8. Be mindful of procedures and policies have these at hand (especially the grievance procedure) as they can change without you noticing and should be there to prevent situations such as these. It is important to be mindful of these to ensure you are following them to the letter.
  9. Weigh up the pro’s and con’s of the role This one is easiest done with an old school piece of paper with the line in the middle, it will be the foundation of an escape plan should you want one
  10. Plan an escape This could be moving departments, this could be moving jobs or office locations.
  11. Speak up This is purely personal, if you are comfortable doing so, speak up for yourself in the moment OR if it is more comfortable in writing after (but beware, writing may lead to another face to face conversation) . Some bullies continue because they don’t think they will be called on it. Sometimes a written confirmation of the nonsense can help you take back some power “Hi {insert name} I just want to confirm that you think I should approach this task in this way? In our last meeting you also mentioned something that seems to be the opposite. Please let me know which I should pursue”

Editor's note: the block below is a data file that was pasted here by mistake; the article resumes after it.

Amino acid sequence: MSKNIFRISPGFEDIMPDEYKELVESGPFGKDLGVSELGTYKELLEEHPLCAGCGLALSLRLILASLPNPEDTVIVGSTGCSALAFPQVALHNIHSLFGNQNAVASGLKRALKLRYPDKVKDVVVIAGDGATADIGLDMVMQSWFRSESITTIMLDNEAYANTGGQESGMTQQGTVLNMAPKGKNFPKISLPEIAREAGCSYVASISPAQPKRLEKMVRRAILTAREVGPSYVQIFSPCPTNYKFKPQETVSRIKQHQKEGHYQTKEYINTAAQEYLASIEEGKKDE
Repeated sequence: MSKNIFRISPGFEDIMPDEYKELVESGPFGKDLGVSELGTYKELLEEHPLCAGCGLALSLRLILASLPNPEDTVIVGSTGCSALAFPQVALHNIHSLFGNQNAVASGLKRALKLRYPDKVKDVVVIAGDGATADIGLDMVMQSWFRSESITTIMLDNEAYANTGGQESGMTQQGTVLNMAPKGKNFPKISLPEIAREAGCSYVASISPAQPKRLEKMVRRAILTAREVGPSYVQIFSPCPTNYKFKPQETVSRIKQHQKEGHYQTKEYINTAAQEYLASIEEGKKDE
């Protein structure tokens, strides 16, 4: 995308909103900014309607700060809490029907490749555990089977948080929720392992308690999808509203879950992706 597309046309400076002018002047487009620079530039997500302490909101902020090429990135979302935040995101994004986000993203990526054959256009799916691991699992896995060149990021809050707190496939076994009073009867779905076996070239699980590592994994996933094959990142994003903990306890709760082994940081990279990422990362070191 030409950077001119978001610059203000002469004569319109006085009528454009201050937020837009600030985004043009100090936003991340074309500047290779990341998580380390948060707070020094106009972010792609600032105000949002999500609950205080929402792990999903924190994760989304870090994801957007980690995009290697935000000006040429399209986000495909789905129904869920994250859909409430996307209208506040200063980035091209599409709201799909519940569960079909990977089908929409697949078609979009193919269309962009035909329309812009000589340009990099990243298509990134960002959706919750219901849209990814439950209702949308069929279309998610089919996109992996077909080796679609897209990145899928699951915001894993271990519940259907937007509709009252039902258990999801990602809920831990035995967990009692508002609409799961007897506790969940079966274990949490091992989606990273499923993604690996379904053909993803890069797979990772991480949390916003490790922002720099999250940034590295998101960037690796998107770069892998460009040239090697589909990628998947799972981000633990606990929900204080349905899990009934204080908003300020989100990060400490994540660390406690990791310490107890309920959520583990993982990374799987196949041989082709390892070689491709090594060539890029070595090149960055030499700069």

12. Find an advocate Sometimes the toxic conversations happen in public i.e. this person talks over you or openly tears down your ideas at every given opportunity. Find a trusted colleague who is also in that room and ask them to advocate for you, sometimes a simple “Hey, I think we should let {insert your name} finish her point” can work wonders!
  13. Get Help & Advice There are many organisations out there can give advice if you feel you have nowhere else to turn to. You can search for legal and advocacy services here –

Walk away If you do not believe that you can change the culture, or you believe that doing so will further damage your sense of self or your mental health, get out as soon as you can. I realise jumping ship without a gig to go onto is not an option for a lot of us, but as soon as you find something (even an interim thing), go for it.